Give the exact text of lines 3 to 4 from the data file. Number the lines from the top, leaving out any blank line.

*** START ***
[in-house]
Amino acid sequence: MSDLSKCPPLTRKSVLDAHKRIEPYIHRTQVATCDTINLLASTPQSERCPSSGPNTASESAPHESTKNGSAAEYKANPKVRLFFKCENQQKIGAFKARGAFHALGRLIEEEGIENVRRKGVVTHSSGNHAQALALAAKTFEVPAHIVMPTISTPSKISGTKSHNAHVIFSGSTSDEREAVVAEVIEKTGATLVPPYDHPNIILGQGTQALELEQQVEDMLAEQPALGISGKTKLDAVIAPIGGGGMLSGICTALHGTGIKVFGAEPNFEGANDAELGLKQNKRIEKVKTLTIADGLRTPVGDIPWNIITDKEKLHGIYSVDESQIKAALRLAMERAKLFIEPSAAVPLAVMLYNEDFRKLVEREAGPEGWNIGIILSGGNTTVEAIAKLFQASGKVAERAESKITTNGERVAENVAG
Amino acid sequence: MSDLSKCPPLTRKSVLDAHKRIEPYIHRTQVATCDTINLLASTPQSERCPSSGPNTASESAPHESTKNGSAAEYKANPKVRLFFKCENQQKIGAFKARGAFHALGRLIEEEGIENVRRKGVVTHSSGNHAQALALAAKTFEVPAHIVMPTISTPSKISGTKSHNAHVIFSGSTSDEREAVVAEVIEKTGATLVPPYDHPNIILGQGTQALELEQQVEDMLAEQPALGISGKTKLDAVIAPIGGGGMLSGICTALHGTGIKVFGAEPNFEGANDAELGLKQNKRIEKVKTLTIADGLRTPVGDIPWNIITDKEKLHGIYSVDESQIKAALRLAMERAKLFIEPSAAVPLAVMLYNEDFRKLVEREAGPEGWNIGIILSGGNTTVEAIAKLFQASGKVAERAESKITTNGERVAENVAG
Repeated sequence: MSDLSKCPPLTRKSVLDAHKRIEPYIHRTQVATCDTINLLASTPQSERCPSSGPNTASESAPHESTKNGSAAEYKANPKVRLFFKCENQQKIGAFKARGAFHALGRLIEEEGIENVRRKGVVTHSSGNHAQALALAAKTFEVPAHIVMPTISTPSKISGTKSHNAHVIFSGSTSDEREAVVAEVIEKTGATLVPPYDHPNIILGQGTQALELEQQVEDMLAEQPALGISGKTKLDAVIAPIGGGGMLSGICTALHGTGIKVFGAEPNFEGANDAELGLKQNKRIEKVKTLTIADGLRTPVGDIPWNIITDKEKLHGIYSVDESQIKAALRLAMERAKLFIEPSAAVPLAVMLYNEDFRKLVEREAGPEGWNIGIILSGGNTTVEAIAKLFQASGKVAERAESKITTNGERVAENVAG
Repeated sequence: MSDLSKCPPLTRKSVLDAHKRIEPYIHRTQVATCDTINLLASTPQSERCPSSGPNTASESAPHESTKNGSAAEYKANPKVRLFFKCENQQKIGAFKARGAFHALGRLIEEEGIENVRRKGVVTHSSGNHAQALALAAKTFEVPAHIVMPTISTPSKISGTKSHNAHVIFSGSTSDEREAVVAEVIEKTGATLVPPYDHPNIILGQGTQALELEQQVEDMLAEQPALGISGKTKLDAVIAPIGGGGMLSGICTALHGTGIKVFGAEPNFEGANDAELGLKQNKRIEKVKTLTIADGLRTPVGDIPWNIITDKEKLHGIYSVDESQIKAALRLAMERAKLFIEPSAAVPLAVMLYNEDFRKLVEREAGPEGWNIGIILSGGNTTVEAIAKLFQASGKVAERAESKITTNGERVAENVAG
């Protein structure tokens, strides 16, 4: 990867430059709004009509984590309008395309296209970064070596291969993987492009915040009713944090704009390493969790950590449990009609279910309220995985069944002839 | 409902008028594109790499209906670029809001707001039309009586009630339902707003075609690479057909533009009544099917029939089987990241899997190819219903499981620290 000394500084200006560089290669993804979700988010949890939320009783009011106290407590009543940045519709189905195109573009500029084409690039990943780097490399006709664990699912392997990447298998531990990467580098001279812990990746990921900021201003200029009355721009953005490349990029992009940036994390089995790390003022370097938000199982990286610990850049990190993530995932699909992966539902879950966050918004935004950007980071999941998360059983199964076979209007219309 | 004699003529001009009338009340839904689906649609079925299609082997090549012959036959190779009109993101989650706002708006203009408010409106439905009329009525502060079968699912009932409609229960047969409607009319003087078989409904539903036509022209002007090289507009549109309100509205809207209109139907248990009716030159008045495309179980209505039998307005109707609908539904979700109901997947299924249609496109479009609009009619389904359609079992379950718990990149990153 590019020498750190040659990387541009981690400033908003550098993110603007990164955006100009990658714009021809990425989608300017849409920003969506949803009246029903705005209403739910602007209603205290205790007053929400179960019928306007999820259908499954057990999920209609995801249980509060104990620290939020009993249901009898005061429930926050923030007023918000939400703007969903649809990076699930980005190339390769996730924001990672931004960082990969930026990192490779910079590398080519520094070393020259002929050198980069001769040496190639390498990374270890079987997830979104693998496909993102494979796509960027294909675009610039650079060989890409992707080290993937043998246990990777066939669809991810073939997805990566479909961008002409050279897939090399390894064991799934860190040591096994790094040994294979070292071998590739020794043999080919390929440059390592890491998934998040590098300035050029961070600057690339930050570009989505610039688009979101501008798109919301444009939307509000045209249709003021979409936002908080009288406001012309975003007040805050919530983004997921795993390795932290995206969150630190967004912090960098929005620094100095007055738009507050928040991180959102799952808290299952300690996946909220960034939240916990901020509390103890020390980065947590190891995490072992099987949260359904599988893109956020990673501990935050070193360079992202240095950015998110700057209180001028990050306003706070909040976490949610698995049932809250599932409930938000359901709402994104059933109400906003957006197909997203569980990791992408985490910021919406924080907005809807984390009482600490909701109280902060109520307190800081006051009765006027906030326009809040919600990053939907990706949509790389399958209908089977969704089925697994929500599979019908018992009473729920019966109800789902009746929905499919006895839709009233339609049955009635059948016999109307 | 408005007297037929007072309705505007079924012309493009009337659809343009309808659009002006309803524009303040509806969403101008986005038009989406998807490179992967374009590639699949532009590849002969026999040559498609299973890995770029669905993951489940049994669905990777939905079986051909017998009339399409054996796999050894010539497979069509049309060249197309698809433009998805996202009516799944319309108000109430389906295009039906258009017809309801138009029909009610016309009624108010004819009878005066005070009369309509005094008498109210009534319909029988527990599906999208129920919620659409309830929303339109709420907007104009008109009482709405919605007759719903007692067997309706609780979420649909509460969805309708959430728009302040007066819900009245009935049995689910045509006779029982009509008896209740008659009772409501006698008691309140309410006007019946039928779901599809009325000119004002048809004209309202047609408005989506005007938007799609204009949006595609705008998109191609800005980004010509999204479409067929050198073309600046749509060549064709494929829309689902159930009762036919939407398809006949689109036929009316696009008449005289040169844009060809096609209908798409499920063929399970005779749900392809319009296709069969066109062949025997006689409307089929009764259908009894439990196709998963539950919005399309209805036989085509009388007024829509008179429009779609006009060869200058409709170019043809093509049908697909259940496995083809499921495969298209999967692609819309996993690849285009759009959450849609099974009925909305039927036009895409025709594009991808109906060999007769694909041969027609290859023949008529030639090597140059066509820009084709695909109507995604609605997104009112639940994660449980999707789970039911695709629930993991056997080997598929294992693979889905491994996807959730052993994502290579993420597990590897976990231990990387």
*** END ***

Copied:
Amino acid sequence: MSDLSKCPPLTRKSVLDAHKRIEPYIHRTQVATCDTINLLASTPQSERCPSSGPNTASESAPHESTKNGSAAEYKANPKVRLFFKCENQQKIGAFKARGAFHALGRLIEEEGIENVRRKGVVTHSSGNHAQALALAAKTFEVPAHIVMPTISTPSKISGTKSHNAHVIFSGSTSDEREAVVAEVIEKTGATLVPPYDHPNIILGQGTQALELEQQVEDMLAEQPALGISGKTKLDAVIAPIGGGGMLSGICTALHGTGIKVFGAEPNFEGANDAELGLKQNKRIEKVKTLTIADGLRTPVGDIPWNIITDKEKLHGIYSVDESQIKAALRLAMERAKLFIEPSAAVPLAVMLYNEDFRKLVEREAGPEGWNIGIILSGGNTTVEAIAKLFQASGKVAERAESKITTNGERVAENVAG
Repeated sequence: MSDLSKCPPLTRKSVLDAHKRIEPYIHRTQVATCDTINLLASTPQSERCPSSGPNTASESAPHESTKNGSAAEYKANPKVRLFFKCENQQKIGAFKARGAFHALGRLIEEEGIENVRRKGVVTHSSGNHAQALALAAKTFEVPAHIVMPTISTPSKISGTKSHNAHVIFSGSTSDEREAVVAEVIEKTGATLVPPYDHPNIILGQGTQALELEQQVEDMLAEQPALGISGKTKLDAVIAPIGGGGMLSGICTALHGTGIKVFGAEPNFEGANDAELGLKQNKRIEKVKTLTIADGLRTPVGDIPWNIITDKEKLHGIYSVDESQIKAALRLAMERAKLFIEPSAAVPLAVMLYNEDFRKLVEREAGPEGWNIGIILSGGNTTVEAIAKLFQASGKVAERAESKITTNGERVAENVAG